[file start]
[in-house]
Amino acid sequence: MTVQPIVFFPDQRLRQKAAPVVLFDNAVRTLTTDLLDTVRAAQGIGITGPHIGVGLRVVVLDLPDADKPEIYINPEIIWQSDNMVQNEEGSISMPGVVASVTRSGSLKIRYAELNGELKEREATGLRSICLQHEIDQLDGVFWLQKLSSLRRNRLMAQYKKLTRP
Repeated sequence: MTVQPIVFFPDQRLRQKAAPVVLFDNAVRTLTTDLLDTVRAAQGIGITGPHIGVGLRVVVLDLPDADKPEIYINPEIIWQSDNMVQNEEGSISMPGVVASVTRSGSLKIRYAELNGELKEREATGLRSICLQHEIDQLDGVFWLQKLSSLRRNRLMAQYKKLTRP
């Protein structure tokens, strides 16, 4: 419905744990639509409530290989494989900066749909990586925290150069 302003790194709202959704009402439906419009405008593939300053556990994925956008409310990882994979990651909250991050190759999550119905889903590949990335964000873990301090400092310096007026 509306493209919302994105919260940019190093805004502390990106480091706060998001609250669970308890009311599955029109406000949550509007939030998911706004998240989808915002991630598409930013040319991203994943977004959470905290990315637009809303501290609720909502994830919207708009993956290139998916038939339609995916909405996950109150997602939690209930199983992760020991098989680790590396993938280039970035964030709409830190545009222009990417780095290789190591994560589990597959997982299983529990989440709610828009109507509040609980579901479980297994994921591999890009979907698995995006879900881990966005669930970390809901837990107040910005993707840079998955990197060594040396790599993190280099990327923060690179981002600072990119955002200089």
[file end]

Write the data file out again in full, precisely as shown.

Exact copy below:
[in-house]
Amino acid sequence: MTVQPIVFFPDQRLRQKAAPVVLFDNAVRTLTTDLLDTVRAAQGIGITGPHIGVGLRVVVLDLPDADKPEIYINPEIIWQSDNMVQNEEGSISMPGVVASVTRSGSLKIRYAELNGELKEREATGLRSICLQHEIDQLDGVFWLQKLSSLRRNRLMAQYKKLTRP
Repeated sequence: MTVQPIVFFPDQRLRQKAAPVVLFDNAVRTLTTDLLDTVRAAQGIGITGPHIGVGLRVVVLDLPDADKPEIYINPEIIWQSDNMVQNEEGSISMPGVVASVTRSGSLKIRYAELNGELKEREATGLRSICLQHEIDQLDGVFWLQKLSSLRRNRLMAQYKKLTRP
């Protein structure tokens, strides 16, 4: 419905744990639509409530290989494989900066749909990586925290150069 302003790194709202959704009402439906419009405008593939300053556990994925956008409310990882994979990651909250991050190759999550119905889903590949990335964000873990301090400092310096007026 509306493209919302994105919260940019190093805004502390990106480091706060998001609250669970308890009311599955029109406000949550509007939030998911706004998240989808915002991630598409930013040319991203994943977004959470905290990315637009809303501290609720909502994830919207708009993956290139998916038939339609995916909405996950109150997602939690209930199983992760020991098989680790590396993938280039970035964030709409830190545009222009990417780095290789190591994560589990597959997982299983529990989440709610828009109507509040609980579901479980297994994921591999890009979907698995995006879900881990966005669930970390809901837990107040910005993707840079998955990197060594040396790599993190280099990327923060690179981002600072990119955002200089």